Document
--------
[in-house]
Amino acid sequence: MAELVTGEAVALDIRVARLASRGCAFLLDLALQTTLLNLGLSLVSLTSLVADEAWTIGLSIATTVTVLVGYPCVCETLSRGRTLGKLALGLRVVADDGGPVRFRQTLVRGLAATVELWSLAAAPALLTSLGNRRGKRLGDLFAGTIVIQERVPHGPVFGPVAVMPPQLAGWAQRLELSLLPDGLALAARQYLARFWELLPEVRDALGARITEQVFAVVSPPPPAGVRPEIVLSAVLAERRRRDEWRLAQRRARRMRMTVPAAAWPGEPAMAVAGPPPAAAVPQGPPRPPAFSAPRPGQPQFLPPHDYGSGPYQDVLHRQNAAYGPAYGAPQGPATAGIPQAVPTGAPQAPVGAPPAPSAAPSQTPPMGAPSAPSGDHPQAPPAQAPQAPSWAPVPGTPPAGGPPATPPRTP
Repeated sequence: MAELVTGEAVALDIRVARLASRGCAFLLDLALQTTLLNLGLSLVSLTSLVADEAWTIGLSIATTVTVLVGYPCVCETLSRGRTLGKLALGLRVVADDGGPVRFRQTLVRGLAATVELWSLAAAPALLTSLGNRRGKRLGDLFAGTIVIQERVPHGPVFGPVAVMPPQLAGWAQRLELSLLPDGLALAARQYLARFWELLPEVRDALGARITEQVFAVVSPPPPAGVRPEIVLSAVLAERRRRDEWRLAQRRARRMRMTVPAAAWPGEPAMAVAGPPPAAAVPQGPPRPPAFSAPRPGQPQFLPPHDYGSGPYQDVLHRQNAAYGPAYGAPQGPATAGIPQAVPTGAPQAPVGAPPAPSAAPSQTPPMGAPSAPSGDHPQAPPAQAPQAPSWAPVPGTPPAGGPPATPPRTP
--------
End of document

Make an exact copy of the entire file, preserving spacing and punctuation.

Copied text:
[in-house]
Amino acid sequence: MAELVTGEAVALDIRVARLASRGCAFLLDLALQTTLLNLGLSLVSLTSLVADEAWTIGLSIATTVTVLVGYPCVCETLSRGRTLGKLALGLRVVADDGGPVRFRQTLVRGLAATVELWSLAAAPALLTSLGNRRGKRLGDLFAGTIVIQERVPHGPVFGPVAVMPPQLAGWAQRLELSLLPDGLALAARQYLARFWELLPEVRDALGARITEQVFAVVSPPPPAGVRPEIVLSAVLAERRRRDEWRLAQRRARRMRMTVPAAAWPGEPAMAVAGPPPAAAVPQGPPRPPAFSAPRPGQPQFLPPHDYGSGPYQDVLHRQNAAYGPAYGAPQGPATAGIPQAVPTGAPQAPVGAPPAPSAAPSQTPPMGAPSAPSGDHPQAPPAQAPQAPSWAPVPGTPPAGGPPATPPRTP
Repeated sequence: MAELVTGEAVALDIRVARLASRGCAFLLDLALQTTLLNLGLSLVSLTSLVADEAWTIGLSIATTVTVLVGYPCVCETLSRGRTLGKLALGLRVVADDGGPVRFRQTLVRGLAATVELWSLAAAPALLTSLGNRRGKRLGDLFAGTIVIQERVPHGPVFGPVAVMPPQLAGWAQRLELSLLPDGLALAARQYLARFWELLPEVRDALGARITEQVFAVVSPPPPAGVRPEIVLSAVLAERRRRDEWRLAQRRARRMRMTVPAAAWPGEPAMAVAGPPPAAAVPQGPPRPPAFSAPRPGQPQFLPPHDYGSGPYQDVLHRQNAAYGPAYGAPQGPATAGIPQAVPTGAPQAPVGAPPAPSAAPSQTPPMGAPSAPSGDHPQAPPAQAPQAPSWAPVPGTPPAGGPPATPPRTP